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NK Cell-Based Immunotherapy for Hematological Malignancies
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NK Cell Reconstitution in Paediatric Leukemic Patients after T-Cell-Depleted HLA-Haploidentical Haematopoietic Stem Cell Transplantation Followed by the Reinfusion of iCasp9-Modified Donor T Cells

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Department of Molecular Medicine, Istituto Pasteur-Fondazione Cenci Bolognetti, Sapienza University of Rome, Laboratory affiliated to Istituto Pasteur Italia-Fondazione Cenci Bolognetti, 00161 Rome, Italy
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Department of Pediatric Hematology/Oncology, Istituto di Ricovero e Cura a Carattere Scientifico (IRCCS) Ospedale Pediatrico Bambino Gesù, 00165 Rome, Italy
3
Department of Pediatrics, Sapienza, University of Rome, 00161 Rome, Italy
*
Authors to whom correspondence should be addressed.
J. Clin. Med. 2019, 8(11), 1904; https://doi.org/10.3390/jcm8111904
Received: 19 September 2019 / Revised: 29 October 2019 / Accepted: 5 November 2019 / Published: 7 November 2019
T-cell-depleted (TCD) human leukocyte antigen (HLA) haploidentical (haplo) hematopoietic stem cell transplantation (HSCT) (TCD-haplo-HSCT) has had a huge impact on the treatment of many haematological diseases. The adoptive transfer of a titrated number of T cells genetically modified with a gene suicide can improve immune reconstitution and represents an interesting strategy to enhance the success of haplo-HSCT. Natural killer (NK) cells are the first donor-derived lymphocyte population to reconstitute following transplantation, and play a pivotal role in mediating graft-versus-leukaemia (GvL). We recently described a CD56lowCD16low NK cell subset that mediates both cytotoxic activity and cytokine production. Given the multifunctional properties of this subset, we studied its functional recovery in a cohort of children given α/βT-cell-depleted haplo-HSCT followed by the infusion of a titrated number of iCasp-9-modified T cells (iCasp-9 HSCT). The data obtained indicate that multifunctional CD56lowCD16low NK cell frequency is similar to that of healthy donors (HD) at all time points analysed, showing enrichment in the bone marrow (BM). Interestingly, with regard to functional acquisition, we identified two groups of patients, namely those whose NK cells did (responder) or did not (non responder) degranulate or produce cytokines. Moreover, in patients analysed for both functions, we observed that the acquisition of degranulation capacity was not associated with the ability to produce interferon-gamma (IFN-γ Intriguingly, we found a higher BM and peripheral blood (PB) frequency of iCas9 donor T cells only in patients characterized by the ability of CD56lowCD16low NK cells to degranulate. Collectively, these findings suggest that donor iCasp9-T lymphocytes do not have a significant influence on NK cell reconstitution, even if they may positively affect the acquisition of target-induced degranulation of CD56lowCD16low NK cells in the T-cell-depleted haplo-HSC transplanted patients. View Full-Text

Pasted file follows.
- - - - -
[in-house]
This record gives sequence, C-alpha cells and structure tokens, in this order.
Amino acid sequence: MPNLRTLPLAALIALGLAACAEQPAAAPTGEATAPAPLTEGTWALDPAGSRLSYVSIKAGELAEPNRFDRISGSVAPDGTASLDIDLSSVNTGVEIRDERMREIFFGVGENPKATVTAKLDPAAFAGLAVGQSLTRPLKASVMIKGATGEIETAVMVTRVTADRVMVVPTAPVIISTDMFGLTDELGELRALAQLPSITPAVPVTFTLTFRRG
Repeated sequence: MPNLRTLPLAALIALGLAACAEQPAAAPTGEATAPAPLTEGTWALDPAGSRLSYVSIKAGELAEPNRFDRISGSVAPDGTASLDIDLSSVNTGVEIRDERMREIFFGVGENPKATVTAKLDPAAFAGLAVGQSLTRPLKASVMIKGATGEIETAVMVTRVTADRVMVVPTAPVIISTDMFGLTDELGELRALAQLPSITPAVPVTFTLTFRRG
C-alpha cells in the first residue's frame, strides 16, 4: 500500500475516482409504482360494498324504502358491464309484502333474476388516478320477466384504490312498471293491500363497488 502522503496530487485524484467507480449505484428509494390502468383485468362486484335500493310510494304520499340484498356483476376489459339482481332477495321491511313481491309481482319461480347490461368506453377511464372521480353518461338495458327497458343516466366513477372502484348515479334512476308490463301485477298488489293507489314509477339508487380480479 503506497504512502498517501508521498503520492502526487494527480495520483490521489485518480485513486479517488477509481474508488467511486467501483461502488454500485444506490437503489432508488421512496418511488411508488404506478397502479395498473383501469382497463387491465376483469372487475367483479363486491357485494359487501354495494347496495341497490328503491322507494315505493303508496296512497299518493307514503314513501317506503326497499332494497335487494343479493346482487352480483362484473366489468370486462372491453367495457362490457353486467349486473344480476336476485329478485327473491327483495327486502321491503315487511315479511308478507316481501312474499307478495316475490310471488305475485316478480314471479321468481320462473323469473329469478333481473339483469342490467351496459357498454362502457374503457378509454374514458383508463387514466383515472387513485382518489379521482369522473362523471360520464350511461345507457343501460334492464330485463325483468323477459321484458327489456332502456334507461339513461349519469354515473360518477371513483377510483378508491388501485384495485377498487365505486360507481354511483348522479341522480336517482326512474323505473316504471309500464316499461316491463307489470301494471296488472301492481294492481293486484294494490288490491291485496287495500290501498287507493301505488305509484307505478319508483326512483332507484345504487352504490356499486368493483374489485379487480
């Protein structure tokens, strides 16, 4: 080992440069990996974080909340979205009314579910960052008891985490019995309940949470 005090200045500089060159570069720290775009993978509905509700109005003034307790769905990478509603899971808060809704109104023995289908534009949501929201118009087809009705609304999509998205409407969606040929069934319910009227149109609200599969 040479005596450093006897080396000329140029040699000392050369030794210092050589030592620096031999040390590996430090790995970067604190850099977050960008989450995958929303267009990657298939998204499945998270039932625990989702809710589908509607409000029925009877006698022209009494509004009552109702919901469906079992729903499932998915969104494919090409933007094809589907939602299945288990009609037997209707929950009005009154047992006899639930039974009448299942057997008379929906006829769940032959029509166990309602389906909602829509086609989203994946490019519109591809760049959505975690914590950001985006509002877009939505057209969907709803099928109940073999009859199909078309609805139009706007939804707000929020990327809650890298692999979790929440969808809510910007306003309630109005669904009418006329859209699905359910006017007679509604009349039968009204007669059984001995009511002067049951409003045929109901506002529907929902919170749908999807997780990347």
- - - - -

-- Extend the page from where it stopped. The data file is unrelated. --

Keywords: NK cell subsets; Bone marrow transplantation; haematological disease; iCasp-9 HSCT NK cell subsets; Bone marrow transplantation; haematological disease; iCasp-9 HSCT
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Stabile, H.; Nisti, P.; Fionda, C.; Pagliara, D.; Gaspari, S.; Locatelli, F.; Santoni, A.; Gismondi, A. NK Cell Reconstitution in Paediatric Leukemic Patients after T-Cell-Depleted HLA-Haploidentical Haematopoietic Stem Cell Transplantation Followed by the Reinfusion of iCasp9-Modified Donor T Cells. J. Clin. Med. 2019, 8, 1904.

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